By Marina Rojas
For most people who attend a large church, small groups are a way of life. For smaller church congregations, the words “small group” may be completely non-existent from the church vocabulary since the whole concept of ‘small’ is obvious by the mere number of church attendees.
But running a church in America today means calculated decisions made by church leaders to include or exclude the small group concept into the church growth ideology. For those attending and actively involved in a small group, there is sometimes little awareness of the dynamics that move the group forward to successful goals in the area of church development.
For many churches in the Inland Empire, small groups serve as conduits for God’s power to be reflected in the interwoven relationships formed by those believers gathered together in His name. While a myriad of reasoning exists for the desired proliferation of small groups, it can all be best summed up in Scripture.
From early times when Jethro advised Moses in Exodus 18:20 to “Teach them his decrees and instructions, and show them the way they are to live and how they are to behave,” the concept of small groups was born. It would be too much, reasoned Jethro, for Moses to try and do everything himself, so he suggested breaking all the work into smaller groups of leaders to handle the workload more efficiently.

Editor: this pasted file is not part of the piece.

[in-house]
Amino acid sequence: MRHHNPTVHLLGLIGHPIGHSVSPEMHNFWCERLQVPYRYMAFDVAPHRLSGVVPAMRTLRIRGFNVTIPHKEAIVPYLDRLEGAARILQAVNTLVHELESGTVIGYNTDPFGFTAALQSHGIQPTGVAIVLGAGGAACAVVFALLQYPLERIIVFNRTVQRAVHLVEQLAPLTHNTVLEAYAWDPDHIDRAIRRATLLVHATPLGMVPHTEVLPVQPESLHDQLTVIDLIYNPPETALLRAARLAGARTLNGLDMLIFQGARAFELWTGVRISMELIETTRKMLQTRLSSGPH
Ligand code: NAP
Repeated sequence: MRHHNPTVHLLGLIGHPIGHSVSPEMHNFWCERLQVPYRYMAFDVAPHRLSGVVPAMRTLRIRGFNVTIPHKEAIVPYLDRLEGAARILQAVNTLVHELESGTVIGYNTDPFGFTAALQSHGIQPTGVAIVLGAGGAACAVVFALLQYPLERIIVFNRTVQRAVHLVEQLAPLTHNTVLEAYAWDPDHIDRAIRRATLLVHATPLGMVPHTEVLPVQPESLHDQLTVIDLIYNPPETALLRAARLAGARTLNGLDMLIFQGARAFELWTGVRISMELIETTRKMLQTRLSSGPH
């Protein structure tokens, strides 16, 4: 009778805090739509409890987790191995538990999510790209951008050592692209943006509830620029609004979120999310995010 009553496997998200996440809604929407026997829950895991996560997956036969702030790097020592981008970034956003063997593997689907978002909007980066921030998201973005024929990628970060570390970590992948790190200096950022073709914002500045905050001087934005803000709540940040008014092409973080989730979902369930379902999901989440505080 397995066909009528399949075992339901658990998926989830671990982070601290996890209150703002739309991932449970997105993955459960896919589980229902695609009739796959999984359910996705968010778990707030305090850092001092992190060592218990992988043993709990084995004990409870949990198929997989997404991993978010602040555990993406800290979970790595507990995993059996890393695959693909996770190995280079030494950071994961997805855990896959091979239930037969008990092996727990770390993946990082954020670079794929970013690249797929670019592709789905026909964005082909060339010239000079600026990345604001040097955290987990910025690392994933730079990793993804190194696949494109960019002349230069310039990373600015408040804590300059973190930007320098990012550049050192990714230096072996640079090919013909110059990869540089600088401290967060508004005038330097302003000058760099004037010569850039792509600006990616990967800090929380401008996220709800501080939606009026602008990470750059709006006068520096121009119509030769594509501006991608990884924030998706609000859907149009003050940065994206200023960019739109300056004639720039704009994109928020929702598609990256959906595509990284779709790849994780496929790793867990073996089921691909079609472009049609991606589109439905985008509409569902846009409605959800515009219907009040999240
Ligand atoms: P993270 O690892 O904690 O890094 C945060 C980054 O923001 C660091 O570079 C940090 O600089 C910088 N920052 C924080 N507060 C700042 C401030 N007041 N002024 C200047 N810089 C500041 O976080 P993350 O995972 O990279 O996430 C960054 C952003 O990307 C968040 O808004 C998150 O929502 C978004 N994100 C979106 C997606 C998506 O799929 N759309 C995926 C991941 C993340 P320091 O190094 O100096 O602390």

In Acts 2, the descriptions of the early church, and essentially the modern-day small group are spelled out. The characteristics of these groups have common themes, such as teaching, fellowship, the breaking of bread, prayer, a common belief, and sincere hearts.
Titus 2:1-15 spells out what should be taught to each person who strives to know God better. Many local churches have taken the setting of these Scriptures very seriously, striving to ensure each person desiring to head a small group met guidelines for teaching the truth and facilitating growth in others.
Some classes are specifically designed to help believers identify truth from falsehood. At Calvary Chapel The Brook in Grand Terrace, with a weekly attendance of about 300, Associate Pastor Pat Bower talks about an Apologetics small group called Deep Waters that meets to discuss topics that help people defend the Christian faith based on Biblical truths.
“Not only does this small group dig into the truths of the Bible,” said Bower, “but it allows people to minister to others, and be ministered to. We know that according to scripture, each and every person has a gift. In this particular small group, everyone learns they have a gift, which is sometimes similar to others.”
Bishop Candace Shields of Twice Called Christian Center in San Bernardino, who ministers to about 40 members per week, says that teaching is a number one priority, and each church attendee is encouraged to go to school in some capacity. “There are no ‘pew potatoes’ in our church,” said Shields. “We make sure our congregation is active in learning, whether it is in a community college or Bible college.” Recently having taught a series about other religions, Shields uses a lot of textbooks from Bible college courses she personally has taken or taught.